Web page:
Leading Ambitious Technology Reforms in Government
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Leading Ambitious Technology Reforms in Government

August 16, 2017

Government leaders now have an opportunity to drive bold IT reforms in their agencies to keep pace with the evolution of technology. “Government is on the verge of a paradigm shift in terms of how technology is being absorbed by organizations. It is becoming completely different than operating technology in past decades,” said Dave McClure, former associate administrator at the Office of Citizen Services and Innovative Technologies at the General Services Administration.

Federal agencies are beginning to take advantage of technologies like cloud computing that provide a low-cost way to store and use massive amounts of data. They are shifting to more flexible approaches to build IT systems in months, instead of years, and are sharing, adapting and reusing technologies rather than building from scratch.

Both the Trump administration and Congress have made IT modernization a priority. This consensus reflects widespread concern that legacy systems and practices constrain mission performance, pose significant security risks and simply cost too much to maintain.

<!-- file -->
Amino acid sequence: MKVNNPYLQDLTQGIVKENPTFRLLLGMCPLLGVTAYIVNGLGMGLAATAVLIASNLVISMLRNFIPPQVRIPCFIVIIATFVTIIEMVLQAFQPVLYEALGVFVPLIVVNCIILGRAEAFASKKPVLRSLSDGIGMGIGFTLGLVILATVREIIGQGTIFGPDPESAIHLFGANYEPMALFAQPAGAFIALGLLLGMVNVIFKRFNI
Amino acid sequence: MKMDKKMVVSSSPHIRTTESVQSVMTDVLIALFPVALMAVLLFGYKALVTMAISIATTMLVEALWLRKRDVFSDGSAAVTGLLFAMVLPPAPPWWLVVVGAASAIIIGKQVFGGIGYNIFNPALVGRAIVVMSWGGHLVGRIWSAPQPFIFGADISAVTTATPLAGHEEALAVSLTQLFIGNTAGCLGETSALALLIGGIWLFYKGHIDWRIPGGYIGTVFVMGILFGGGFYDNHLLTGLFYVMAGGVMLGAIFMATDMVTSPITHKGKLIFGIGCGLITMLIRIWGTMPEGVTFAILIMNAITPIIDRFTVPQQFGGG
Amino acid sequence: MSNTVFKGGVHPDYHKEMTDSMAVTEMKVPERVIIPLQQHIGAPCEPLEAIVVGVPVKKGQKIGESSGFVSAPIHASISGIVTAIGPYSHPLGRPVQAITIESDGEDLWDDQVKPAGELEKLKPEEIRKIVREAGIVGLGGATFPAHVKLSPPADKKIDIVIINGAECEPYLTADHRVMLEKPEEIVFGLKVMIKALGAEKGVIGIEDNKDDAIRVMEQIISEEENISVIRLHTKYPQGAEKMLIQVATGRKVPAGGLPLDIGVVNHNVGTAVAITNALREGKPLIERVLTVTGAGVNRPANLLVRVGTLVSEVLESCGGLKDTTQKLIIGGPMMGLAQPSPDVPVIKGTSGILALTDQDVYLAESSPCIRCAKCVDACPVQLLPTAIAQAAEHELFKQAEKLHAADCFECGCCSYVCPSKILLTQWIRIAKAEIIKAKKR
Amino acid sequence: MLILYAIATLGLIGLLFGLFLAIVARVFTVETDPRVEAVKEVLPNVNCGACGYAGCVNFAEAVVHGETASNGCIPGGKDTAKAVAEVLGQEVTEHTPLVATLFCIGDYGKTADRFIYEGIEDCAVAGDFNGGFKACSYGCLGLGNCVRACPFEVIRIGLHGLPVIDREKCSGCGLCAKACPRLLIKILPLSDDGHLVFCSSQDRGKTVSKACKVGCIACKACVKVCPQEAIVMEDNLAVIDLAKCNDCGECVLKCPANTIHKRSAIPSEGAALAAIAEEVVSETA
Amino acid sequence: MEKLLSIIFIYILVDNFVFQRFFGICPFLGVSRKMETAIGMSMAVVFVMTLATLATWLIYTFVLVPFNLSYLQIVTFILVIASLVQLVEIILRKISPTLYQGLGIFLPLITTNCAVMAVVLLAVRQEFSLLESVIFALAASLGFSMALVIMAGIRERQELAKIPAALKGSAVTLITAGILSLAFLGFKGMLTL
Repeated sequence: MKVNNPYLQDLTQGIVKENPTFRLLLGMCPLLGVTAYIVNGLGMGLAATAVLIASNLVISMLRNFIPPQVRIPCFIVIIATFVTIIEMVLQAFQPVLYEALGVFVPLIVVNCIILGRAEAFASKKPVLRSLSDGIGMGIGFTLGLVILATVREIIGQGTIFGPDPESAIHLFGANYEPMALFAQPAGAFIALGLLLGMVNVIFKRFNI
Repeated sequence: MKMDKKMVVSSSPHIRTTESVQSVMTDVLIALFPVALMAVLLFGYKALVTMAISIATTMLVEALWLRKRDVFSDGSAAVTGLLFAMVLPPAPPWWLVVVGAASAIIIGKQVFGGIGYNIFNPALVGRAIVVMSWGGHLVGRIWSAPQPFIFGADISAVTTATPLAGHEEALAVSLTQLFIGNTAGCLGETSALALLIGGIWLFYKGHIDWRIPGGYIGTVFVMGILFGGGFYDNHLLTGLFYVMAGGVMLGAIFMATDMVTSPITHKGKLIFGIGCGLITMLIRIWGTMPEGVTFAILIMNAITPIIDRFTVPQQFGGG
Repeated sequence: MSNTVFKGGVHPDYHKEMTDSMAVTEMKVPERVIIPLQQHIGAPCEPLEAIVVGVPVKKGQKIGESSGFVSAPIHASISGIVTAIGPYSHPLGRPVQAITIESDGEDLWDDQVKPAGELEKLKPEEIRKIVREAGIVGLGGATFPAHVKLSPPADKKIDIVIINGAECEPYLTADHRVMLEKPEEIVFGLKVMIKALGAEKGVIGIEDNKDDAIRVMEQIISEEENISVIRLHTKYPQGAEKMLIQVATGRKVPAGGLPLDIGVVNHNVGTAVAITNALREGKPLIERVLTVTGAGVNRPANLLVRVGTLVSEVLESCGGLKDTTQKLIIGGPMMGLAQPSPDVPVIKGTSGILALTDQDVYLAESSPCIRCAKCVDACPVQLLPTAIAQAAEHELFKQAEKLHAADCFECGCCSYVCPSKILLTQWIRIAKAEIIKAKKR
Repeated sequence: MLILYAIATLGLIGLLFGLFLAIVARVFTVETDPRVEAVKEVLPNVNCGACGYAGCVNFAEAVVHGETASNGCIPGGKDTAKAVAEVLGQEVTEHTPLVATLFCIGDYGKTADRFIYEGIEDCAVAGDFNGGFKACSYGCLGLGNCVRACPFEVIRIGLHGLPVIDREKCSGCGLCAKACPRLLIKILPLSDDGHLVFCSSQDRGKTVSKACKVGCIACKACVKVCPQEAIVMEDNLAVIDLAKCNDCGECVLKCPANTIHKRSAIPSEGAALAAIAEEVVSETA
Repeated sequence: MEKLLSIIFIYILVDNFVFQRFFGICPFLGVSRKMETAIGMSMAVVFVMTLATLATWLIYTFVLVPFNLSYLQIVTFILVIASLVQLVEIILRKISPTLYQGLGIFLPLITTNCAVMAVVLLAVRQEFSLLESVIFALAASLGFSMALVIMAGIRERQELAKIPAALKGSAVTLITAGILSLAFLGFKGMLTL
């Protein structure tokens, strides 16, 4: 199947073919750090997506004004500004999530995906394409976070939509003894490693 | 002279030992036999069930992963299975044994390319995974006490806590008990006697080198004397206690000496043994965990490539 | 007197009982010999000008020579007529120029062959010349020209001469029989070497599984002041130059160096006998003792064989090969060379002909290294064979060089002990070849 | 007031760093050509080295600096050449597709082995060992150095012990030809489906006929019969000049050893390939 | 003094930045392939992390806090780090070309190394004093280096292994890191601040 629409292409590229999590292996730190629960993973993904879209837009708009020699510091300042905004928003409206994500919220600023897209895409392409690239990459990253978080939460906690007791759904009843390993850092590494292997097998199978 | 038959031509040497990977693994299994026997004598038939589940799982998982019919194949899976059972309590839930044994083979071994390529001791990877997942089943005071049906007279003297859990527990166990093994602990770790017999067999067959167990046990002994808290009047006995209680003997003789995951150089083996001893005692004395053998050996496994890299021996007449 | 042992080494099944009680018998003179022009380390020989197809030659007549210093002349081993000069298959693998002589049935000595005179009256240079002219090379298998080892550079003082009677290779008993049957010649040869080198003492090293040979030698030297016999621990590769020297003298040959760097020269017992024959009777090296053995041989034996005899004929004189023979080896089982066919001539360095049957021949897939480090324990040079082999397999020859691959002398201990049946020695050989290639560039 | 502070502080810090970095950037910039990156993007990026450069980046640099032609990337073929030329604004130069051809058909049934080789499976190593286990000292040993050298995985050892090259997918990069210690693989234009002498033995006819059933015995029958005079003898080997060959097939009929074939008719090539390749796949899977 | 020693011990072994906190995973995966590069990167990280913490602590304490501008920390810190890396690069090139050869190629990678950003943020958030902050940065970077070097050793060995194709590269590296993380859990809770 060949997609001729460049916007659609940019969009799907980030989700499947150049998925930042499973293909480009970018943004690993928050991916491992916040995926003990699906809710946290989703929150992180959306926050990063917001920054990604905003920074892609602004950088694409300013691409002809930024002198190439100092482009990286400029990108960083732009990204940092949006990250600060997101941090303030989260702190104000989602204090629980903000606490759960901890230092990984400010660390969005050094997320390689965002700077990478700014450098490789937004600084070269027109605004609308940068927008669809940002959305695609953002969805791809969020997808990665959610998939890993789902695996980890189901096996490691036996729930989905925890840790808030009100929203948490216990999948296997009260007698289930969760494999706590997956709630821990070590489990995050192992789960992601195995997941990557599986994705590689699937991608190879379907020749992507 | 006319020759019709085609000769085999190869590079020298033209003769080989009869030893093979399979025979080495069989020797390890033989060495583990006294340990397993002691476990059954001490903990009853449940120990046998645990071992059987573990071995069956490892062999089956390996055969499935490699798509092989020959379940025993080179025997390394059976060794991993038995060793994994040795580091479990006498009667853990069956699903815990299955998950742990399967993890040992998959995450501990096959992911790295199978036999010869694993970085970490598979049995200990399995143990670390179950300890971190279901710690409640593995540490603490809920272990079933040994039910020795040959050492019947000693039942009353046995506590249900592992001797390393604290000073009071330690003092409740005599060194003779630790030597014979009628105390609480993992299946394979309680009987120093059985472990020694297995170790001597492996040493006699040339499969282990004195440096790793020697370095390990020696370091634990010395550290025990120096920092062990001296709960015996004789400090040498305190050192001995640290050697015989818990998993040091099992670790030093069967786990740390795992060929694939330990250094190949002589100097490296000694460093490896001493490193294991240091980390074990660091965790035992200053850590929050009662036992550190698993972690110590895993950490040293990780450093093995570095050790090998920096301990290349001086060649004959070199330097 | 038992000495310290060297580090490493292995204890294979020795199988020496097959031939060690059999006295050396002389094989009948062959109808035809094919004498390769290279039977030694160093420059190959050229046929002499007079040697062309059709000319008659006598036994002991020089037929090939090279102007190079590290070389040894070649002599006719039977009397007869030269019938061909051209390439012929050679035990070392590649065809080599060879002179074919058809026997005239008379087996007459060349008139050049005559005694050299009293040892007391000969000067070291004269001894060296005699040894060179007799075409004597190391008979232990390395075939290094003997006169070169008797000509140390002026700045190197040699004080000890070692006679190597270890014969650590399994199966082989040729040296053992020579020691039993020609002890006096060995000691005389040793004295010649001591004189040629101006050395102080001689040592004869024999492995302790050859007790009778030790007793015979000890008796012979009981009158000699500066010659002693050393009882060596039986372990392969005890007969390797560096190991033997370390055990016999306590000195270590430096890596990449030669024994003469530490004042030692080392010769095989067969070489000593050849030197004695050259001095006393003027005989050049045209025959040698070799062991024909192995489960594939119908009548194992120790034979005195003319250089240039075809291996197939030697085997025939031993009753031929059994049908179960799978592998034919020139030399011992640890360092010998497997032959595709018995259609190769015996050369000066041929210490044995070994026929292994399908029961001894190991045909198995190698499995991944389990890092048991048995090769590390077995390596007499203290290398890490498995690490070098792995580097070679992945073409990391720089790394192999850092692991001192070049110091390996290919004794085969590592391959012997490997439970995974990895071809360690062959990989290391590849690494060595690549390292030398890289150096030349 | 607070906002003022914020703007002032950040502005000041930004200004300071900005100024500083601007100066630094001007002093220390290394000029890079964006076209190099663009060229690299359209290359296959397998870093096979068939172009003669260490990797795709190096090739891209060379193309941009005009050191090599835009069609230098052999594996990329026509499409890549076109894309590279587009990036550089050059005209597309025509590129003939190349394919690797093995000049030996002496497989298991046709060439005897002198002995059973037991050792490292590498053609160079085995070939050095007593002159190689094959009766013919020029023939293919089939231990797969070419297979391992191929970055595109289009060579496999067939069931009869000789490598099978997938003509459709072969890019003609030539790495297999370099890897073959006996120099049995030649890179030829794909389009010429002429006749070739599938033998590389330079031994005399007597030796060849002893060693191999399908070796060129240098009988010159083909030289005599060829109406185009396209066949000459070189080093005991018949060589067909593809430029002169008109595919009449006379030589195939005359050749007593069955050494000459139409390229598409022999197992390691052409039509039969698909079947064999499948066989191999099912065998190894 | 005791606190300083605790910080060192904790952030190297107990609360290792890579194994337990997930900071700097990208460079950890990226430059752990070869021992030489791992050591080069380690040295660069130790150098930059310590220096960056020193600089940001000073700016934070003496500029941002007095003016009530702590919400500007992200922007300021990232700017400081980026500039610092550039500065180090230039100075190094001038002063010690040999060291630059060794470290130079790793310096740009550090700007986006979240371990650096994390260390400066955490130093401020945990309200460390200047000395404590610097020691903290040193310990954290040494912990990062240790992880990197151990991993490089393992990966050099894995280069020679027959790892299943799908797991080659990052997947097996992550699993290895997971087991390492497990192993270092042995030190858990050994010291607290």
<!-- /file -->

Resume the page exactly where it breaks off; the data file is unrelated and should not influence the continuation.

The White House has launched the American Technology Council, which in June held its first meeting with tech industry leaders to discuss IT modernization and identify cross-sector solutions to government technology challenges. In cybersecurity, implementation of the May 2017 executive order called, “Strengthening the Cybersecurity of Federal Networks and Critical Infrastructure” is underway. With guidance from the Office of Management and Budget, agencies have conducted and reported cybersecurity risk assessments and developed plans to implement the National Institute of Standards and Technology cybersecurity framework.

At the same time, the Modernizing Government Technology Act passed the House of Representatives in April 2017 with bipartisan support. It would establish a central fund for modernizing IT government-wide, and would authorize working capital funds at 24 large agencies, allowing them to bank savings generated by IT improvements for future projects. The White House supported this legislation, and has included a request for a centralized IT modernization fund in the president’s fiscal 2018 budget.

These moves build on the Federal Information Technology Acquisition Reform Act, known as FITARA, designed to improve how the federal government purchases and manages technology. It elevated the role of chief information officers in acquisitions, helping to better connect purchasing with the agencies’ technology needs. Government-wide implementation is in progress, with guidance from OMB.

With these activities underway, leaders will be called on to take concrete steps to improve IT operations in their agencies. This issue brief offers advice, tips and strategies from current and former government leaders who have led successful technology reforms in government.

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